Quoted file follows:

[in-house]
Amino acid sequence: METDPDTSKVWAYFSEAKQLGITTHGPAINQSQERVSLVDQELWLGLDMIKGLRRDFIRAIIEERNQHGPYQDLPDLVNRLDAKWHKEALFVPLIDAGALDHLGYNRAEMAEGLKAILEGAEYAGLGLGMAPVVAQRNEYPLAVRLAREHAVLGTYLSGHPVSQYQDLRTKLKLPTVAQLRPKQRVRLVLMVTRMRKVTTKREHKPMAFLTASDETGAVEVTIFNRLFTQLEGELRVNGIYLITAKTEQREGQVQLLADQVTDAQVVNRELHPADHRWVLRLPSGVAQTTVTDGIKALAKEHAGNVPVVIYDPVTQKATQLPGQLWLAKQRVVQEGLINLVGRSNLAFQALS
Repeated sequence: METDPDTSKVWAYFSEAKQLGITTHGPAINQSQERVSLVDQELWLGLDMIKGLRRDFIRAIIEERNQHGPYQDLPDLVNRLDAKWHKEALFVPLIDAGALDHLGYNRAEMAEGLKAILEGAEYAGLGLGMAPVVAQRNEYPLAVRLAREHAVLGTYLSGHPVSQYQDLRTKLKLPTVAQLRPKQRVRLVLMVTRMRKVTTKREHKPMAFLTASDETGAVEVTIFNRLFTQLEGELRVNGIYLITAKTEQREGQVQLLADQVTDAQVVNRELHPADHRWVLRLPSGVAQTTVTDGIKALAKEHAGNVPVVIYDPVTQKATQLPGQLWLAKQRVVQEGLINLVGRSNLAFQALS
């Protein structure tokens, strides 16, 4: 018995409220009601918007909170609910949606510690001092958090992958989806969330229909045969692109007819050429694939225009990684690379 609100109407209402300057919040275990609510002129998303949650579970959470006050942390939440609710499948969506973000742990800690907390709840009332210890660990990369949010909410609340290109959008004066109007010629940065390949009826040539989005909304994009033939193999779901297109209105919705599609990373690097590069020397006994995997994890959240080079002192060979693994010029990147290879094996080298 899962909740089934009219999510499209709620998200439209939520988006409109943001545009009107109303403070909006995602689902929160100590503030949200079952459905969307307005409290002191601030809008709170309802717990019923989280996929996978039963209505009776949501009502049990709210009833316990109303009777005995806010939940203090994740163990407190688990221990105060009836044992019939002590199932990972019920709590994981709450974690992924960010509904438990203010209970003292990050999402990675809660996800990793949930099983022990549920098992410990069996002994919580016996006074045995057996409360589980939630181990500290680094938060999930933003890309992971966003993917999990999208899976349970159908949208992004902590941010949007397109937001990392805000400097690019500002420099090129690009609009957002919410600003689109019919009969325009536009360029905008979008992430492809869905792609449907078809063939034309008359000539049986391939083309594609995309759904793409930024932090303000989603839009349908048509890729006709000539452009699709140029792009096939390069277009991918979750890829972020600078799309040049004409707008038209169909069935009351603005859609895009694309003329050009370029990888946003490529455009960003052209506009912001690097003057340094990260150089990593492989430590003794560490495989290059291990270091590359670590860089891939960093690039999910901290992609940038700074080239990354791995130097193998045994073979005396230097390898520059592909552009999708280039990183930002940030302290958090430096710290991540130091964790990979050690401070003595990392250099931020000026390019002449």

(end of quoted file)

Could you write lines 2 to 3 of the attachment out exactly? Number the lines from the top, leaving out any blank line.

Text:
Amino acid sequence: METDPDTSKVWAYFSEAKQLGITTHGPAINQSQERVSLVDQELWLGLDMIKGLRRDFIRAIIEERNQHGPYQDLPDLVNRLDAKWHKEALFVPLIDAGALDHLGYNRAEMAEGLKAILEGAEYAGLGLGMAPVVAQRNEYPLAVRLAREHAVLGTYLSGHPVSQYQDLRTKLKLPTVAQLRPKQRVRLVLMVTRMRKVTTKREHKPMAFLTASDETGAVEVTIFNRLFTQLEGELRVNGIYLITAKTEQREGQVQLLADQVTDAQVVNRELHPADHRWVLRLPSGVAQTTVTDGIKALAKEHAGNVPVVIYDPVTQKATQLPGQLWLAKQRVVQEGLINLVGRSNLAFQALS
Repeated sequence: METDPDTSKVWAYFSEAKQLGITTHGPAINQSQERVSLVDQELWLGLDMIKGLRRDFIRAIIEERNQHGPYQDLPDLVNRLDAKWHKEALFVPLIDAGALDHLGYNRAEMAEGLKAILEGAEYAGLGLGMAPVVAQRNEYPLAVRLAREHAVLGTYLSGHPVSQYQDLRTKLKLPTVAQLRPKQRVRLVLMVTRMRKVTTKREHKPMAFLTASDETGAVEVTIFNRLFTQLEGELRVNGIYLITAKTEQREGQVQLLADQVTDAQVVNRELHPADHRWVLRLPSGVAQTTVTDGIKALAKEHAGNVPVVIYDPVTQKATQLPGQLWLAKQRVVQEGLINLVGRSNLAFQALS